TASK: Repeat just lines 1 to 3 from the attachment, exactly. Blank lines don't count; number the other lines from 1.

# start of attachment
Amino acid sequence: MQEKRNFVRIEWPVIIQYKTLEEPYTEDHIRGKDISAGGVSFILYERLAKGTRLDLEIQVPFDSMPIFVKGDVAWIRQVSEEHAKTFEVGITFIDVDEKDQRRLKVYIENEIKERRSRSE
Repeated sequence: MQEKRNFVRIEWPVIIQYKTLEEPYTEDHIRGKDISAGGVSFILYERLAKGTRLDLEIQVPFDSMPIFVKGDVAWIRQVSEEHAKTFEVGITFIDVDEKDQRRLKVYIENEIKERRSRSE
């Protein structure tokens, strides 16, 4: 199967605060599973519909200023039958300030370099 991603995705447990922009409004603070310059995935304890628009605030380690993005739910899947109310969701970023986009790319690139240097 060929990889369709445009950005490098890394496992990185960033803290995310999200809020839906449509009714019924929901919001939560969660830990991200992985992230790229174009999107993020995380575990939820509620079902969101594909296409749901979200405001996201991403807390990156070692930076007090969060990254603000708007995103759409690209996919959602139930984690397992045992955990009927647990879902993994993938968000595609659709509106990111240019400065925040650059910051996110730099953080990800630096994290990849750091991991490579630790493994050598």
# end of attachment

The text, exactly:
Amino acid sequence: MQEKRNFVRIEWPVIIQYKTLEEPYTEDHIRGKDISAGGVSFILYERLAKGTRLDLEIQVPFDSMPIFVKGDVAWIRQVSEEHAKTFEVGITFIDVDEKDQRRLKVYIENEIKERRSRSE
Repeated sequence: MQEKRNFVRIEWPVIIQYKTLEEPYTEDHIRGKDISAGGVSFILYERLAKGTRLDLEIQVPFDSMPIFVKGDVAWIRQVSEEHAKTFEVGITFIDVDEKDQRRLKVYIENEIKERRSRSE
């Protein structure tokens, strides 16, 4: 199967605060599973519909200023039958300030370099 991603995705447990922009409004603070310059995935304890628009605030380690993005739910899947109310969701970023986009790319690139240097 060929990889369709445009950005490098890394496992990185960033803290995310999200809020839906449509009714019924929901919001939560969660830990991200992985992230790229174009999107993020995380575990939820509620079902969101594909296409749901979200405001996201991403807390990156070692930076007090969060990254603000708007995103759409690209996919959602139930984690397992045992955990009927647990879902993994993938968000595609659709509106990111240019400065925040650059910051996110730099953080990800630096994290990849750091991991490579630790493994050598």